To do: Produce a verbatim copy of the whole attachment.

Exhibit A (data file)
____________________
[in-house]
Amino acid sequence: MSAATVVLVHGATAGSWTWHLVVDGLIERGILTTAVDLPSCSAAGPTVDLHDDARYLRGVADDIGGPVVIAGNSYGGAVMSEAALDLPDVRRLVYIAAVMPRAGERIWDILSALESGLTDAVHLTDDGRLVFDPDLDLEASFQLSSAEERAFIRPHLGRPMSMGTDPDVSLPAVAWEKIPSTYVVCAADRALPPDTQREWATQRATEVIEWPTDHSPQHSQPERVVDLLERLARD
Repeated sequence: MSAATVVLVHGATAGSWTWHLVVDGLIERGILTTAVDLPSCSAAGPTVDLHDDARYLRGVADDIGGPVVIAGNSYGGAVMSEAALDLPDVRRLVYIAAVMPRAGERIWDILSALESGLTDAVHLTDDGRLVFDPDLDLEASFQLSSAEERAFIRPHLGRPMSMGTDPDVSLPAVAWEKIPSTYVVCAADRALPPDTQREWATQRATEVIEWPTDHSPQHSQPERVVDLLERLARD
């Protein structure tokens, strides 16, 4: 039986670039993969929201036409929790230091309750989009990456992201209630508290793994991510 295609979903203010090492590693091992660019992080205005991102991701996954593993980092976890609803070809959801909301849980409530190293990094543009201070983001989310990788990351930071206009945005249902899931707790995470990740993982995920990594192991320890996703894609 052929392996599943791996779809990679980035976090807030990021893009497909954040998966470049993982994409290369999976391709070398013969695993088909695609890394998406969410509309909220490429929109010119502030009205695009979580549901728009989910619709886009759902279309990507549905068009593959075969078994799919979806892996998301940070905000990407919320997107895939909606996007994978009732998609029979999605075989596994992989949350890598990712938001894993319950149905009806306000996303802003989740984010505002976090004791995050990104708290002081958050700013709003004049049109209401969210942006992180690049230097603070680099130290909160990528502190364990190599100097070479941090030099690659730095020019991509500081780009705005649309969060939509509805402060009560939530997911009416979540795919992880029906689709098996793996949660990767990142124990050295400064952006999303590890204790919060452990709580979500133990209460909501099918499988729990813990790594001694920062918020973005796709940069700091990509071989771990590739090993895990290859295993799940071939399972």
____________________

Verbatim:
[in-house]
Amino acid sequence: MSAATVVLVHGATAGSWTWHLVVDGLIERGILTTAVDLPSCSAAGPTVDLHDDARYLRGVADDIGGPVVIAGNSYGGAVMSEAALDLPDVRRLVYIAAVMPRAGERIWDILSALESGLTDAVHLTDDGRLVFDPDLDLEASFQLSSAEERAFIRPHLGRPMSMGTDPDVSLPAVAWEKIPSTYVVCAADRALPPDTQREWATQRATEVIEWPTDHSPQHSQPERVVDLLERLARD
Repeated sequence: MSAATVVLVHGATAGSWTWHLVVDGLIERGILTTAVDLPSCSAAGPTVDLHDDARYLRGVADDIGGPVVIAGNSYGGAVMSEAALDLPDVRRLVYIAAVMPRAGERIWDILSALESGLTDAVHLTDDGRLVFDPDLDLEASFQLSSAEERAFIRPHLGRPMSMGTDPDVSLPAVAWEKIPSTYVVCAADRALPPDTQREWATQRATEVIEWPTDHSPQHSQPERVVDLLERLARD
């Protein structure tokens, strides 16, 4: 039986670039993969929201036409929790230091309750989009990456992201209630508290793994991510 295609979903203010090492590693091992660019992080205005991102991701996954593993980092976890609803070809959801909301849980409530190293990094543009201070983001989310990788990351930071206009945005249902899931707790995470990740993982995920990594192991320890996703894609 052929392996599943791996779809990679980035976090807030990021893009497909954040998966470049993982994409290369999976391709070398013969695993088909695609890394998406969410509309909220490429929109010119502030009205695009979580549901728009989910619709886009759902279309990507549905068009593959075969078994799919979806892996998301940070905000990407919320997107895939909606996007994978009732998609029979999605075989596994992989949350890598990712938001894993319950149905009806306000996303802003989740984010505002976090004791995050990104708290002081958050700013709003004049049109209401969210942006992180690049230097603070680099130290909160990528502190364990190599100097070479941090030099690659730095020019991509500081780009705005649309969060939509509805402060009560939530997911009416979540795919992880029906689709098996793996949660990767990142124990050295400064952006999303590890204790919060452990709580979500133990209460909501099918499988729990813990790594001694920062918020973005796709940069700091990509071989771990590739090993895990290859295993799940071939399972």